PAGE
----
He participated enthusiastically in the building of a new community of History educators, nationally and locally, and helped to establish the networks that today make up the South African Society for History Teachers (SASHT). He was also regularly attended the meeting of the History Educators International Network Conference (HEIRNET). He was also an enthusiastic participant in the Kenton Education Conferences and the Southern African Comparative and History of Education Society (SACHES). I will be forever grateful to him for his tireless work on the World Congress of Comparative Education Societies (WCCES) held in Cape Town in 1998.

The hard truth is that Rob leaves the profession at a time when the teaching of History in schools has to confront difficult times. Many changes in the curriculum crafted without any consultation with the teachers and teacher educators who have to implement it, have often left teachers bewildered and vulnerable. The distance of School History from the practices of the discipline of History have led to a good deal of confusion about what teachers are trying to achieve in the classroom - and to a mass defection of students from the field!

The current initiatives to make History a compulsory subject in high school under some misguided notion that this will promote a patriotic nationalism among the youth might be a death-knell for much good History teaching.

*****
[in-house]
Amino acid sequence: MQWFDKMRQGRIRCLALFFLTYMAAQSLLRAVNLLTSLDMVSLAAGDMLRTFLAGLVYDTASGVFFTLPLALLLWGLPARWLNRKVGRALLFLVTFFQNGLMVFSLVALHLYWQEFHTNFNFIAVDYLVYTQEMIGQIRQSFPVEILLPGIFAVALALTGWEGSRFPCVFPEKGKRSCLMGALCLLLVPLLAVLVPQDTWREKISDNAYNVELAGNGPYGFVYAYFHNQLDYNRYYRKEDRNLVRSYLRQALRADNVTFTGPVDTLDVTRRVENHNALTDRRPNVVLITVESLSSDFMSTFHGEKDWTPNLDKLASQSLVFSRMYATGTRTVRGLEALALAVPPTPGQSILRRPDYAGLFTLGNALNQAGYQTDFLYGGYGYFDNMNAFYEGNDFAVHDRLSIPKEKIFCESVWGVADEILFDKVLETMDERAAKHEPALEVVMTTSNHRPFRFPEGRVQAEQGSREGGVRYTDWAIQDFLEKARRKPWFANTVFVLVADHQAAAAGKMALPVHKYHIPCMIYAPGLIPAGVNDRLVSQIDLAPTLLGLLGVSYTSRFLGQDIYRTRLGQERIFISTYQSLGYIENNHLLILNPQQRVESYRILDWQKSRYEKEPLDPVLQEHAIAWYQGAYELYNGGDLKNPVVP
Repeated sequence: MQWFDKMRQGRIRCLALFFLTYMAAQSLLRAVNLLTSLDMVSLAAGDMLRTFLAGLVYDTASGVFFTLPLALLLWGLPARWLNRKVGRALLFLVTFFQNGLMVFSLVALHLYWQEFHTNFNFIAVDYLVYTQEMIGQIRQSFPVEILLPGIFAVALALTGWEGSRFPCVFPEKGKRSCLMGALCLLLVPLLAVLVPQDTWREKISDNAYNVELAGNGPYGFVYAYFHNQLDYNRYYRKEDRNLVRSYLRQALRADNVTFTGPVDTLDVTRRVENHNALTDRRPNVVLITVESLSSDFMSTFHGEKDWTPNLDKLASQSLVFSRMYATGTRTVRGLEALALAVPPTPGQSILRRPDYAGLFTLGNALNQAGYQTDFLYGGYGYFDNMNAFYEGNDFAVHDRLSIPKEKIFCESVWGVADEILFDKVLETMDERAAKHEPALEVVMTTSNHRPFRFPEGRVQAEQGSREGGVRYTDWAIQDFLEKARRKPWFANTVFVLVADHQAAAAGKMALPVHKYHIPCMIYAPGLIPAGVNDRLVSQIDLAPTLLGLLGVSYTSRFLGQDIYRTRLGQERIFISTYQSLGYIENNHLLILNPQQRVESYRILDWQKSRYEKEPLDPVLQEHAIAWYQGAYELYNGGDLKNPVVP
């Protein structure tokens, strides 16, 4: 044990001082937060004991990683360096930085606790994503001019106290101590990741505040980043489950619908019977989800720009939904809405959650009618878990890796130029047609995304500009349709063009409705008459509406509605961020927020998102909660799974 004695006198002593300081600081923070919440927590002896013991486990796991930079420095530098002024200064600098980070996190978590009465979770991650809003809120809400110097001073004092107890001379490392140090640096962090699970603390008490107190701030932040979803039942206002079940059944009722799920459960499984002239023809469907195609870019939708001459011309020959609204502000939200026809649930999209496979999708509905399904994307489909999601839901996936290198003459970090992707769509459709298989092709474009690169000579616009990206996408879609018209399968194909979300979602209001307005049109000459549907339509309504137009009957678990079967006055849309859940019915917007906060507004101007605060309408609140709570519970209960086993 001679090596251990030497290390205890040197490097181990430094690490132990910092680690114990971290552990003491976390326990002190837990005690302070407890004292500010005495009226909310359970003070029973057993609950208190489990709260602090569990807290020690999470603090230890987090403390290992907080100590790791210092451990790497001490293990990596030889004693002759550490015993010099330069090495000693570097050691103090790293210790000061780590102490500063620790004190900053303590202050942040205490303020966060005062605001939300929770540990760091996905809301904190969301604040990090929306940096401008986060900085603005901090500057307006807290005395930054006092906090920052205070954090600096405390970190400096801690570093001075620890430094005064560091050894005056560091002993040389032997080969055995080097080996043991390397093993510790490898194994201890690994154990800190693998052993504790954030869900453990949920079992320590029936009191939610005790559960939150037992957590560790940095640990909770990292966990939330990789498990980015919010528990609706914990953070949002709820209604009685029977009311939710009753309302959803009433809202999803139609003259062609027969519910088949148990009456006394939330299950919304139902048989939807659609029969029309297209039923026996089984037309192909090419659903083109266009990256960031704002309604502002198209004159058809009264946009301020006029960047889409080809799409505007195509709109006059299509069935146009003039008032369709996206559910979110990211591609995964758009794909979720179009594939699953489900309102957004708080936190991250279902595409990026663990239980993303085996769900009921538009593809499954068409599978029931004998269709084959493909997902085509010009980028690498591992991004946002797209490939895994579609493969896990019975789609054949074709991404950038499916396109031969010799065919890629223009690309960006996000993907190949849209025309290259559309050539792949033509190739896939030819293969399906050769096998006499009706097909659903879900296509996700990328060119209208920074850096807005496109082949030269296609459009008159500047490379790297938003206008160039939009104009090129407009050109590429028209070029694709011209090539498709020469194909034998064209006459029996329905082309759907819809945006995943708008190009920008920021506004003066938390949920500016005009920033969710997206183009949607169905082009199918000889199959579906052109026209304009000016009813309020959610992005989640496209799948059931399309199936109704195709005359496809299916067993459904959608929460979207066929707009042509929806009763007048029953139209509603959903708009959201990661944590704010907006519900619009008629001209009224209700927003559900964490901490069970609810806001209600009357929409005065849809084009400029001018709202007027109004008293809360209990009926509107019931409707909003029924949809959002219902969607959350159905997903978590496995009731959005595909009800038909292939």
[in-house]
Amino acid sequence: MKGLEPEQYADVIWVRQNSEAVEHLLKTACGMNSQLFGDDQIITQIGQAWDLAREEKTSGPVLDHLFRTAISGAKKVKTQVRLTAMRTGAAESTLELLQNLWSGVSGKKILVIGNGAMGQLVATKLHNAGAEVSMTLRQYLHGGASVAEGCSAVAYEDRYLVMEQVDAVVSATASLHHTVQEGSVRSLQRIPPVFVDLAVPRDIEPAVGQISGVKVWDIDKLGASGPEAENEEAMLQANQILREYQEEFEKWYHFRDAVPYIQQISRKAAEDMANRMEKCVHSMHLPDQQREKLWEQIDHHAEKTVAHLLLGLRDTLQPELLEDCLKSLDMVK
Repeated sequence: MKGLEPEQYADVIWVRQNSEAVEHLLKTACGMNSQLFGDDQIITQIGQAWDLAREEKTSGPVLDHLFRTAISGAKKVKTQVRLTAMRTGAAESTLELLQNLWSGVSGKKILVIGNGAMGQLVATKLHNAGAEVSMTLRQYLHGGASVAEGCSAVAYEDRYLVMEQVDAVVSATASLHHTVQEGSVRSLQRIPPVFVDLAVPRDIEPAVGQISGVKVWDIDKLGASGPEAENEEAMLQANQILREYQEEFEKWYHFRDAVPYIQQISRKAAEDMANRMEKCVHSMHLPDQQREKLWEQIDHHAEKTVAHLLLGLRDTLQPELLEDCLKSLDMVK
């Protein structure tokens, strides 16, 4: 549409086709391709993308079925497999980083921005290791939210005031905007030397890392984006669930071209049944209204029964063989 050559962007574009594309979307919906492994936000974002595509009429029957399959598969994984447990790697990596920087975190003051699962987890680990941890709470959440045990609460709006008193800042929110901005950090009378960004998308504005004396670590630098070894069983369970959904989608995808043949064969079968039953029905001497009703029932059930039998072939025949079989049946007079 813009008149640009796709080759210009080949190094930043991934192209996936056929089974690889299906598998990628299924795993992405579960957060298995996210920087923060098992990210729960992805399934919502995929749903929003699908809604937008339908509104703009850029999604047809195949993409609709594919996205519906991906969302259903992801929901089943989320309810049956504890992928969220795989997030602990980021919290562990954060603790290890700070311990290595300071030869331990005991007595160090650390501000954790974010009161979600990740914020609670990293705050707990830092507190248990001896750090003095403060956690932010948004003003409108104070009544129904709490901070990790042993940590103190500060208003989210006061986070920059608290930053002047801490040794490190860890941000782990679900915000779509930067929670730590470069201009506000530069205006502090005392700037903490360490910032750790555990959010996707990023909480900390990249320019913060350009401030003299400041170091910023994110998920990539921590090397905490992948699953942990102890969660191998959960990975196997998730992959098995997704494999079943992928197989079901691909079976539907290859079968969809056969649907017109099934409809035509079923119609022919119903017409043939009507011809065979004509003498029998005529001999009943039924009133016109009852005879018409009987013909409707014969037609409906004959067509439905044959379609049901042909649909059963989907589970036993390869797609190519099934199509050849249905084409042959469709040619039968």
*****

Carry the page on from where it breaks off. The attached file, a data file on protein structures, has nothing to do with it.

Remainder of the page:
In this context of apprehension it is with sadness that we have to bid you farewell from your formal role at UCT where you will be direly missed. But we look forward to your future work in a field that you have contributed to so generously and unstintingly!

 

 

1 See in particular: "The Assessment of History in the Senior Secondary Phase" (with P. Kallaway, J Bottaro and D Hiscock), in a report for the HSRC Education Research Programme, No 27, (Pretoria, HSRC, 1992).
2 R Siebörger, "The History Working Group and Beyond", T Taylor & R Guyver (eds.), History Wars and the Classroom: Global Perspectives (Charlotte, IAP, 2011).

 


 

Rob Siebörger: Reimagining the Future as Historian and Educator

 

 

Sarah Dryden-Peterson

Harvard Graduate School of Education sarah_dryden-peterson@gse.harvard.edu

 

 

Rob Siebörger views historical study as an opportunity to challenge the status quo and reimagine the future. With this belief, he has helped to create a new History for schools in South Africa. In post-apartheid South Africa, the place of History was questioned. Yet Rob argued that the study of History would be critical to the ability of pupils - and society - "to cope with the complexities that South Africa presents today" (Siebörger, 2008b). Essential to this endeavor has been the way that Rob combines the mind of an historian with the heart of an educator. In even the most challenging of situations, he perceives possibilities for discussion and the transformation of perspectives and ideas.

I first met Rob in 1998. Sight unseen, Rob agreed to take me on as a research Masters student. He took a risk on me - here I was, arriving in South Africa fresh from finishing my undergraduate degree in the United States and determined to understand how History was being taught in post-apartheid South Africa. Did I have a lot to learn! I was fortunate to have an excellent teacher.